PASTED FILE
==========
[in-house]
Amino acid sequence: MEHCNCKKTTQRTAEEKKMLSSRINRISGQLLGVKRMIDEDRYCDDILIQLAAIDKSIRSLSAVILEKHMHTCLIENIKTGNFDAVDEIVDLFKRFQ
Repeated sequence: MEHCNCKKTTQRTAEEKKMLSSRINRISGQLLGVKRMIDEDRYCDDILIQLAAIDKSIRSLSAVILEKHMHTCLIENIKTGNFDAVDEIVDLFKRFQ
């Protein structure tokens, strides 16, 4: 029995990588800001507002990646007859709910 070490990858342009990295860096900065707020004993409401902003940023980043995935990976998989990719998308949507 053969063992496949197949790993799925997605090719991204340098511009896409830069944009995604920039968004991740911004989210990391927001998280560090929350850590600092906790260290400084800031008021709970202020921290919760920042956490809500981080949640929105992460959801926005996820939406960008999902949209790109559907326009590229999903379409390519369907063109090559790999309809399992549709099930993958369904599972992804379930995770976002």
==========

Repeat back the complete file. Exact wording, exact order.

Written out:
[in-house]
Amino acid sequence: MEHCNCKKTTQRTAEEKKMLSSRINRISGQLLGVKRMIDEDRYCDDILIQLAAIDKSIRSLSAVILEKHMHTCLIENIKTGNFDAVDEIVDLFKRFQ
Repeated sequence: MEHCNCKKTTQRTAEEKKMLSSRINRISGQLLGVKRMIDEDRYCDDILIQLAAIDKSIRSLSAVILEKHMHTCLIENIKTGNFDAVDEIVDLFKRFQ
């Protein structure tokens, strides 16, 4: 029995990588800001507002990646007859709910 070490990858342009990295860096900065707020004993409401902003940023980043995935990976998989990719998308949507 053969063992496949197949790993799925997605090719991204340098511009896409830069944009995604920039968004991740911004989210990391927001998280560090929350850590600092906790260290400084800031008021709970202020921290919760920042956490809500981080949640929105992460959801926005996820939406960008999902949209790109559907326009590229999903379409390519369907063109090559790999309809399992549709099930993958369904599972992804379930995770976002």